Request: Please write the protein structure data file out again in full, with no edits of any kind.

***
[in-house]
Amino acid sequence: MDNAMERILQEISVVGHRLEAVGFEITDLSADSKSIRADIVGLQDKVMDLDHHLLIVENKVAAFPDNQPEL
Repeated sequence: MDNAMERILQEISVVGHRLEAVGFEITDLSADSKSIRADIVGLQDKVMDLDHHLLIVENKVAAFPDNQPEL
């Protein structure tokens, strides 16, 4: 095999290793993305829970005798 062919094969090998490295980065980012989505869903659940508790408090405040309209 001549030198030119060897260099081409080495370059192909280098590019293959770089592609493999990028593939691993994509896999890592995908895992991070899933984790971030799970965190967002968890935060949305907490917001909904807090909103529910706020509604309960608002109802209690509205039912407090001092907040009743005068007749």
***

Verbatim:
[in-house]
Amino acid sequence: MDNAMERILQEISVVGHRLEAVGFEITDLSADSKSIRADIVGLQDKVMDLDHHLLIVENKVAAFPDNQPEL
Repeated sequence: MDNAMERILQEISVVGHRLEAVGFEITDLSADSKSIRADIVGLQDKVMDLDHHLLIVENKVAAFPDNQPEL
């Protein structure tokens, strides 16, 4: 095999290793993305829970005798 062919094969090998490295980065980012989505869903659940508790408090405040309209 001549030198030119060897260099081409080495370059192909280098590019293959770089592609493999990028593939691993994509896999890592995908895992991070899933984790971030799970965190967002968890935060949305907490917001909904807090909103529910706020509604309960608002109802209690509205039912407090001092907040009743005068007749």